Monday, July 7, 2014
Pow! on Grazer Records
Pow! has a coupe of things going for them before I even put this on this morning. Seth Sutton played drums on two of these tracks and John Dwyer designed a couple of their tour shirts.
DO YOU THINK THAT EITHER OF THOSE GUYS WOULD DO THAT FOR JUST ANYONE?
Looks like they probably just finished up a tour in Europe with Seth, who might be a full time member? The San Francisco trio is going places that I WISH Blank Dogs could have captured when I caught them live when they went all Rock and Roll on me. Don't get me wrong I love those guys but expanded into a rock four piece with a live drummer just seemed to lose a lot of the damaged future sound that I loved about them. Seems like Pow! has found that sweet spot of thin sounding garage and cruddy synths. It reminds me of another band SIDS that put those elements together with a cardboard cutout of Sid Vicious on drum machine.
A-Side's "One Eyed Scorpion" opens with innocently enough with a ringing out warm distorted melody when an effected vocal fades in rising in tone running right into this punchy serrated beat. A weird close mic'd tight spring reverb in the vocal from Bryon Blum, has that delayed creepy sound from "Setting Fire To Your House". Seth Sutton is on drums here under the disjointed overblown synth solo that sounds like one of those fisher price xylophones and a contact mic - straight metallic sustained ringing. The depth is almost like a bunch of shallow layers piled up over each other with unexpected parts showing through. All pop though, the crazy effects are just a sign of their confidence and talent not gimmicks. "The Punisher" comes on with a four note synth drone and stomp beat. The guitars are jangly, all treble induced and buried in the back of that keyboard melody. Byron layers in the warble vocals with an octave transcriber, The Units wish they had this sort of thing available and they would have done away with any human element at all. A maddening hypnotizing rhythm that keeps plowing straight between your ears.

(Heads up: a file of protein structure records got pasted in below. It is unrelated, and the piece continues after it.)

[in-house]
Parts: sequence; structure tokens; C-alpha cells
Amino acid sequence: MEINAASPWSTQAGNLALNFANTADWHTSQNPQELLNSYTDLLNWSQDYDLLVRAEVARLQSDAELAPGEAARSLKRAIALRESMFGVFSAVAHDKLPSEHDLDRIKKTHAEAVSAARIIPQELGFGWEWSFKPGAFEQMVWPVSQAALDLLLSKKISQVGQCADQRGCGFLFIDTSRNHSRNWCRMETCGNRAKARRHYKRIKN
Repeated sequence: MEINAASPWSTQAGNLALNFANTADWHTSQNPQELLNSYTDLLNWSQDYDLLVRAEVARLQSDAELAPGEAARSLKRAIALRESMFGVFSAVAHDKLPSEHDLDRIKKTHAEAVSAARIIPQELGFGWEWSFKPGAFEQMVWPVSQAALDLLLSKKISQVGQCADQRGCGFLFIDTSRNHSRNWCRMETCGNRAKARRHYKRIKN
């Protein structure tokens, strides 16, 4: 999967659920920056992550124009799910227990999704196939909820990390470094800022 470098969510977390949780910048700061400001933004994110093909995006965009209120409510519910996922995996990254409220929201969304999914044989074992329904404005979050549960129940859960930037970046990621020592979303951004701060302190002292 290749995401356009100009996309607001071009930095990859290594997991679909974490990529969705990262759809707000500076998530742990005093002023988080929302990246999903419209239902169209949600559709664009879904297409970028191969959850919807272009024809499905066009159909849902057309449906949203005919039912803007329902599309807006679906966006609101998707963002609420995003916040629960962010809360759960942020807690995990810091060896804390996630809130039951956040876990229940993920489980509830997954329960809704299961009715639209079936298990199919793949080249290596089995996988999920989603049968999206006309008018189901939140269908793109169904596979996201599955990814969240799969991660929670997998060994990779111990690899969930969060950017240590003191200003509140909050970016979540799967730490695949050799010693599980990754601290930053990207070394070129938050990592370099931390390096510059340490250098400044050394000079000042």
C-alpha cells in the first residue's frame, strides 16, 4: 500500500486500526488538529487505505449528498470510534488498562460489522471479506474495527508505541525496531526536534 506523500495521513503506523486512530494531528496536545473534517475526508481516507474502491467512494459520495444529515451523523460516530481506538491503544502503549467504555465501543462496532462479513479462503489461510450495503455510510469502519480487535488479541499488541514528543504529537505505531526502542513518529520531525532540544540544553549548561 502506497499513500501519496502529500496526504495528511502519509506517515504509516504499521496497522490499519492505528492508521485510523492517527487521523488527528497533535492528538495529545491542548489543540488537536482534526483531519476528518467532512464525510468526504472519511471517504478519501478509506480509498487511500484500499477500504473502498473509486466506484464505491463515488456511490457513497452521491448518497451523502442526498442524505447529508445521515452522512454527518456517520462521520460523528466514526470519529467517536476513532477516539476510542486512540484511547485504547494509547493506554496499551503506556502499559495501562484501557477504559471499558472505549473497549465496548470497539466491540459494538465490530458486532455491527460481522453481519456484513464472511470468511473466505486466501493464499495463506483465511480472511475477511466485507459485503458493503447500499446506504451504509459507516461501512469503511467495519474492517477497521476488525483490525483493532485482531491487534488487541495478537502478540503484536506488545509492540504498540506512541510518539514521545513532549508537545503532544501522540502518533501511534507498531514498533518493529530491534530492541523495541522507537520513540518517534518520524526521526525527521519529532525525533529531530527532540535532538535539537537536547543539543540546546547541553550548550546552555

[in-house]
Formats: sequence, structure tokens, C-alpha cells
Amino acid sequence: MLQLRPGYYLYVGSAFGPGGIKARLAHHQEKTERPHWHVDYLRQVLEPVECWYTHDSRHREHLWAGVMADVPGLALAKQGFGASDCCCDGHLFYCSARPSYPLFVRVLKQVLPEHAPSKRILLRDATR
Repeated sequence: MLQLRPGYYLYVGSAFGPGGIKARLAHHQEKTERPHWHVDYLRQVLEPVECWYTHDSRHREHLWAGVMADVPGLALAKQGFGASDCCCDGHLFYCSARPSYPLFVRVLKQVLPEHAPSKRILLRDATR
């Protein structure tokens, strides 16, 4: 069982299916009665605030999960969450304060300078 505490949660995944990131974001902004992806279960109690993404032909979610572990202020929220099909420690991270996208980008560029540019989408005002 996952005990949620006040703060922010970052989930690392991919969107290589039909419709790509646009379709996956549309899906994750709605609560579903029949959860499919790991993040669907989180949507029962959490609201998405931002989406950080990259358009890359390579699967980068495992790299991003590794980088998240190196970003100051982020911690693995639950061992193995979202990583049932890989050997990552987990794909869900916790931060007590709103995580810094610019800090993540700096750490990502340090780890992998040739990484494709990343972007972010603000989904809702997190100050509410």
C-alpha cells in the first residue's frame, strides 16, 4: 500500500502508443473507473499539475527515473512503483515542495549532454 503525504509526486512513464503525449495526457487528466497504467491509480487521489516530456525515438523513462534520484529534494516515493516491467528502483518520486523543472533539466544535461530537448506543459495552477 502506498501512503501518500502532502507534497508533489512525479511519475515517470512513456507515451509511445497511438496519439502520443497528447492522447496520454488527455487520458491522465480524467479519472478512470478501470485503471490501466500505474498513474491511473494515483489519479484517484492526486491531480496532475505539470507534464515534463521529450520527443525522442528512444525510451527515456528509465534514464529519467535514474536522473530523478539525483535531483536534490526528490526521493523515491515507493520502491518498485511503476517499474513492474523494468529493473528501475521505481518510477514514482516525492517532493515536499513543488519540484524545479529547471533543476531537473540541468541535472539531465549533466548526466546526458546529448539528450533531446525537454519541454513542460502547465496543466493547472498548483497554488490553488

B-Side's "Fight Fire" plays with a heavy Sabbath jittery riff and messy space synth. Byron jabs in those lyrics in fits and starts, whooping between bursts. Like Fuzz met Thee Oh Sees. That Ty Segall sledgehammer breaking chords into huge unwieldy pieces and then dropping them on one another from the top of someone's apartment. "Hangin' Out (At Home)" has another heavy guitar core and they've got that off kilter nervous energy of Useless Eaters and I'm looking up their full length. This is garage fed through some kind of electronic vending machine. The riffs are coated in sine waves and the drums have wet cheese dip dripping from the tuning screws. Primitive TRS-80's created beats and power chords. It's fun / just hanging out / at home. Electronics never sounded so good with reverb. God damn exciting stuff.
On crystal blue/black vinyl from Grazer Records. Full length 'wasp guts' color vinyl from Castleface.